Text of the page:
Chinese New Year Eats

By Jupiter Polevoi

Following the lunar calendar, Chinese New Year tends to fall anywhere from mid-late January to early-mid February. This year it falls on February 1st, and in China you can expect the loudest and prettiest fireworks (to scare off evil spirits), an abundance of red and gold, and most importantly, red envelopes. I’m just kidding, As cool as getting money for doing nothing is, the most important thing about Chinese New Year is definitely the delicious food.

The most popular dish around Chinese New Year is fish. In Chinese culture, fish is thought to bring surplus and fortune. Whether that be money or simply good luck, you’ll almost never see a Chinese New Year feast without fish!

Another Chinese New Year staple is rice cakes. Fluffy and chewy, the symbol for these are to bring a good career and salary. The key to make these super chewy are tapioca flour, and here’s a recipe if you want to make them yourselves!


  • 2 teaspoons vegetable oil
  • 3½ to 4 cups of water (depending on humidity levels where you are)
  • 4 slices ginger
  • 2 cups dark brown sugar or brown rock sugar 
  • ½ teaspoon allspice powder
  • 1½ pounds glutinous rice flour (one and a half bags, as they generally come in 1-pound bags)
  • ½ pound rice flour (about half a bag)
  • 1 tablespoon vanilla extract
  • 1 tablespoon dark molasses 
  • zest of 1 large orange
  • 6 dried dates (for decoration, optional)



Prepare two 8-inch round baking pans by brushing the insides with vegetable oil.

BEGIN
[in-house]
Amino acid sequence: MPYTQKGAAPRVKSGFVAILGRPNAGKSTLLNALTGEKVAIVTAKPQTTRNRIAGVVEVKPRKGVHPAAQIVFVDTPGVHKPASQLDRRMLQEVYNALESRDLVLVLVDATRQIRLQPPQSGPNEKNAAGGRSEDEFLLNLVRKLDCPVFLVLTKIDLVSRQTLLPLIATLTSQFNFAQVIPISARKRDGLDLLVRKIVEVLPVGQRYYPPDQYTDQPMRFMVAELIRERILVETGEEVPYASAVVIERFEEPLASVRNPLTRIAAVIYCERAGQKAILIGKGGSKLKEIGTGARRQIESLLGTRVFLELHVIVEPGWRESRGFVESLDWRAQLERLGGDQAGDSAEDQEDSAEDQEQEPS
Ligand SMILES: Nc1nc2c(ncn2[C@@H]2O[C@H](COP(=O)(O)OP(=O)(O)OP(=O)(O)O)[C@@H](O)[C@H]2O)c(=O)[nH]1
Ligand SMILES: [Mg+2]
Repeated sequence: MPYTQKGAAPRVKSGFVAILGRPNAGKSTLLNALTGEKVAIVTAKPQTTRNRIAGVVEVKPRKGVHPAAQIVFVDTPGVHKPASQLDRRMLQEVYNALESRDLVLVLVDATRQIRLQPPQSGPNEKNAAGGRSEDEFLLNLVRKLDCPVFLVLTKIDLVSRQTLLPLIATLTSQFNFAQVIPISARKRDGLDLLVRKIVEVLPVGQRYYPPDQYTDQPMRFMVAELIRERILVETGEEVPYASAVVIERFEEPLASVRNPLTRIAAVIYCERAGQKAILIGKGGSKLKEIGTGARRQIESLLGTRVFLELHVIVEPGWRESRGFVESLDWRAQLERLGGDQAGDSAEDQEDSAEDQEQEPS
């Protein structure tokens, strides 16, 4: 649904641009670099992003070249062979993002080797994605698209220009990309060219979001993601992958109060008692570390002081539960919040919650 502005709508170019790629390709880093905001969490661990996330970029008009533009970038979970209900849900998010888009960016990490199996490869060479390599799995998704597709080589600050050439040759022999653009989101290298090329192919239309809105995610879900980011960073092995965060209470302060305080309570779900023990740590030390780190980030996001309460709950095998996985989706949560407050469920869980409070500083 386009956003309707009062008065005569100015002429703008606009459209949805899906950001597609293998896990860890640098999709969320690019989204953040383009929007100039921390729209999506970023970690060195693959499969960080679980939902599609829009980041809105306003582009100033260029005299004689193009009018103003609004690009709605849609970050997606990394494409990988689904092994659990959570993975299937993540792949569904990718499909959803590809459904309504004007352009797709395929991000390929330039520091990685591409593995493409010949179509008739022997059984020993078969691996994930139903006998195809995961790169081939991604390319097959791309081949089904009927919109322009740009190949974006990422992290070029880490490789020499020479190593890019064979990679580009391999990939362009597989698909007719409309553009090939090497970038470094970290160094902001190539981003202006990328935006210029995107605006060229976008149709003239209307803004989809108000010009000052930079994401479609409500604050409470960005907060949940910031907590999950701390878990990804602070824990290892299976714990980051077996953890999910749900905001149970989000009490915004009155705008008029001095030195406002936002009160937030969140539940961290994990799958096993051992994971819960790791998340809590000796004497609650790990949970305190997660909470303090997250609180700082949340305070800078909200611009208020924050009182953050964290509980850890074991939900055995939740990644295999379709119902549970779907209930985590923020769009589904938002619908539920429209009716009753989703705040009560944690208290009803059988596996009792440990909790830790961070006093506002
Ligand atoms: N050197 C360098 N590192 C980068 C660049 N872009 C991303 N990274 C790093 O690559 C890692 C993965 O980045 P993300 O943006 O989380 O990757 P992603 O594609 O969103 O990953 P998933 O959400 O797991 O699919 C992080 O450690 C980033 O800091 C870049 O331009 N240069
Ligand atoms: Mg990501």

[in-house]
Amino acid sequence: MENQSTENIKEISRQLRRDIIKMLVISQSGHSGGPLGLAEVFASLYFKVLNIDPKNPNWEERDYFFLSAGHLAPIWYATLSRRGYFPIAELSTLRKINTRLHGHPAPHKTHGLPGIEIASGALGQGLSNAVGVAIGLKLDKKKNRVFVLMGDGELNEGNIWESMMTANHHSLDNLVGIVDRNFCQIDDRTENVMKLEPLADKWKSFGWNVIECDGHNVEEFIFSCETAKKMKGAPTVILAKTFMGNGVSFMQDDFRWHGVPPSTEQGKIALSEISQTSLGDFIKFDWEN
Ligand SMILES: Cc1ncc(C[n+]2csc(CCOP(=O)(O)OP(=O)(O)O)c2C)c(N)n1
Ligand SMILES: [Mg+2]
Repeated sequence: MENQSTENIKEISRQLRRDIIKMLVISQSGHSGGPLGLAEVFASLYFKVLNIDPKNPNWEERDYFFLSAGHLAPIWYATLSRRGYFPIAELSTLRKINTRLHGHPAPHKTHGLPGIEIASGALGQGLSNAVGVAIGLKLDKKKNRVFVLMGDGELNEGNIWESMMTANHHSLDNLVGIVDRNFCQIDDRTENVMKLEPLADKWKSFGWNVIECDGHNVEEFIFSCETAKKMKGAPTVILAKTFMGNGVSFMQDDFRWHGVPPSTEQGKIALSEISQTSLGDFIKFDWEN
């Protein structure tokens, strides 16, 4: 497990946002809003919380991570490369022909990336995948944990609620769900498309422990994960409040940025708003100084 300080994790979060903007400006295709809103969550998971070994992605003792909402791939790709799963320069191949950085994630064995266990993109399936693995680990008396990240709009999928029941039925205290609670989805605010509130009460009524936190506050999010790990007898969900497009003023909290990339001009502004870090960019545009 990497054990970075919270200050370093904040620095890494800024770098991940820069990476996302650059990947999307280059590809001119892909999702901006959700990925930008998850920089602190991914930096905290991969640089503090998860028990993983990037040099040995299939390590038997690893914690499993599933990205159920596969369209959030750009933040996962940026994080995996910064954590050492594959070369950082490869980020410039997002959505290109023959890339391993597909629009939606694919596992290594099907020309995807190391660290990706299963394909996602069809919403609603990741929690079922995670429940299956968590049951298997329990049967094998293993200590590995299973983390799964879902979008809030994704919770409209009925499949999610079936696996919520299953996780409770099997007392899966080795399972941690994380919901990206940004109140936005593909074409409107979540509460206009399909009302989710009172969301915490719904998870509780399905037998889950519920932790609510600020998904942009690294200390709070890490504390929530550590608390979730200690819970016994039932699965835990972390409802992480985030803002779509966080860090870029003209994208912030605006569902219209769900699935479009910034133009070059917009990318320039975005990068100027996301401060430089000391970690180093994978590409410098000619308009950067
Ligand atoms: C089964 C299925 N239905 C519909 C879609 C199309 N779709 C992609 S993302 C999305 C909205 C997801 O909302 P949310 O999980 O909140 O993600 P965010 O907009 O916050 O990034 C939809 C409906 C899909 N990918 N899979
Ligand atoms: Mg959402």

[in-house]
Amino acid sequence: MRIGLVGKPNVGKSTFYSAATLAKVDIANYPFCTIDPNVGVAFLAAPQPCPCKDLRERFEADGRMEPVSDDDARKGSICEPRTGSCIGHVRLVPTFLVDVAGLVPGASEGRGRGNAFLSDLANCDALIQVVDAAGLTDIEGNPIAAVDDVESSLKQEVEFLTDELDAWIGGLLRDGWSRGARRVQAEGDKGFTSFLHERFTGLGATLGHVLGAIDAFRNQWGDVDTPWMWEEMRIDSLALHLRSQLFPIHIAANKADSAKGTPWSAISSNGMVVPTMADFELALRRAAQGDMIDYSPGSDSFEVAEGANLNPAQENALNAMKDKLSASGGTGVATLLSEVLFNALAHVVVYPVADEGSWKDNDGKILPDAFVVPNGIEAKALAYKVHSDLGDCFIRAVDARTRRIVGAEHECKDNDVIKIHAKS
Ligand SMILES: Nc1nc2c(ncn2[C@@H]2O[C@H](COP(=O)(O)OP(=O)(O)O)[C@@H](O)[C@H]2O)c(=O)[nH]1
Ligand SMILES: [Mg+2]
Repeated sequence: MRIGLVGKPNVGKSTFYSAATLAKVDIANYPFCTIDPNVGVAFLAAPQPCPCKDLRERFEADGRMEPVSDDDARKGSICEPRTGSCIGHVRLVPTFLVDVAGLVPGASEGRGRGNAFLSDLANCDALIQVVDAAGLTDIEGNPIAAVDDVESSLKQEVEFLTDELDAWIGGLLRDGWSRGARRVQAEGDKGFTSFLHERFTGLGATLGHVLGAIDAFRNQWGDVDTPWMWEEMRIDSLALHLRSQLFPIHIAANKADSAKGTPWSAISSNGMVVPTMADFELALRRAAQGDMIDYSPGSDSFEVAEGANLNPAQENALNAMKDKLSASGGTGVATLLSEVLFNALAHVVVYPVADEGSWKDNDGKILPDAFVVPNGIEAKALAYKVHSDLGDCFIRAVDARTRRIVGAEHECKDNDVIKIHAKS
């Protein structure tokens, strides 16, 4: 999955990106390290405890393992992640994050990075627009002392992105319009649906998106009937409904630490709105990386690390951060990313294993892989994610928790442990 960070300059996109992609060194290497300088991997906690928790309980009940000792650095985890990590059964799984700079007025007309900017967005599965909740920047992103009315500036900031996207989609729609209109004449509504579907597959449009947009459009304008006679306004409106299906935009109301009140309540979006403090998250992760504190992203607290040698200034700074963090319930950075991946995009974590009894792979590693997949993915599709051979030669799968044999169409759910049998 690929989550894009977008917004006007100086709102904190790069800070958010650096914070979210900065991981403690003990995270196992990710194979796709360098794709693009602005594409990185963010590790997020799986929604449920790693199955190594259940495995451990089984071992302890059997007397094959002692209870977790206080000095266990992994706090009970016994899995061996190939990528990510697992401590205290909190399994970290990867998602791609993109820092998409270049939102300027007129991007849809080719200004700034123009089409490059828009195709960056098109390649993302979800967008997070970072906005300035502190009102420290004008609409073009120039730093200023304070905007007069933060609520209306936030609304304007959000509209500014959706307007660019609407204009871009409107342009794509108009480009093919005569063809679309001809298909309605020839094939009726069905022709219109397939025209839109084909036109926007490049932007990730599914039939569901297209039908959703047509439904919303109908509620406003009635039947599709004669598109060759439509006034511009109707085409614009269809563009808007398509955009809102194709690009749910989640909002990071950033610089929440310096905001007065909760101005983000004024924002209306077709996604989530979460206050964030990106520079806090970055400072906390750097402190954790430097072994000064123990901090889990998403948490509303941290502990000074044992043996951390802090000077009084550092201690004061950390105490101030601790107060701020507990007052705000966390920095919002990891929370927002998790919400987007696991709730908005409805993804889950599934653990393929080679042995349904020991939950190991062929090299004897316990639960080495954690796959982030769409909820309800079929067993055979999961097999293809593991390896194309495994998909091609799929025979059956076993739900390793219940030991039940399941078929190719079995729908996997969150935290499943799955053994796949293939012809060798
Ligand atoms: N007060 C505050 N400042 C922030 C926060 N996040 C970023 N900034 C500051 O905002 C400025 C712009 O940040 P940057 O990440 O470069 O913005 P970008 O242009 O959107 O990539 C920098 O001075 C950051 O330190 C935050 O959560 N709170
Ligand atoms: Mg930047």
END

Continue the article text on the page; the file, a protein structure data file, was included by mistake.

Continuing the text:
Add 2 cups of water and the ginger to a medium-sized pot, bring it a boil, then let it simmer for 10 minutes over low to medium heat with the lid covered. Turn off the heat, and stir in the brown sugar and allspice until the sugar is dissolved completely. Remove the ginger slices. Now add 1 1/2 cups of cold water to cool down the mixture so its warm, not hot.

In a large mixing bowl, mix the two kinds of flours together and then slowly add in the sugar water mixture. Stir thoroughly until the batter is smooth (without any lumps). Now stir in the vanilla extract, molasses, orange zest, and 2 teaspoons of vegetable oil until thoroughly combined. The resulting batter should have a consistency similar to condensed milk. If the batter is too thick, add a bit more water a couple tablespoons at a time until the desired consistency is reached.

Pour the batter evenly into two foil pans. Gently tap the pans against your countertop to get rid of air bubbles. Top each pan with three decorative dates in the center, if using. Put both pans in a double-decker bamboo steamer and steam for about 1 hour on high heat (the water should be boiling, but should NOT be bubbling high enough to touch the foil pans). You might need to add water into the steamer midway to avoid having the water dry up and burn your bamboo steamers.

After 1 hour, poke a toothpick into the rice cake. It’s done if the toothpick comes out clean–just like a regular cake! Regarding steaming techniques, for this recipe and in general, it doesn’t matter what type of vessel you use. The core goal here is to use steam to cook the food, which means it’s important that the steam doesn’t escape.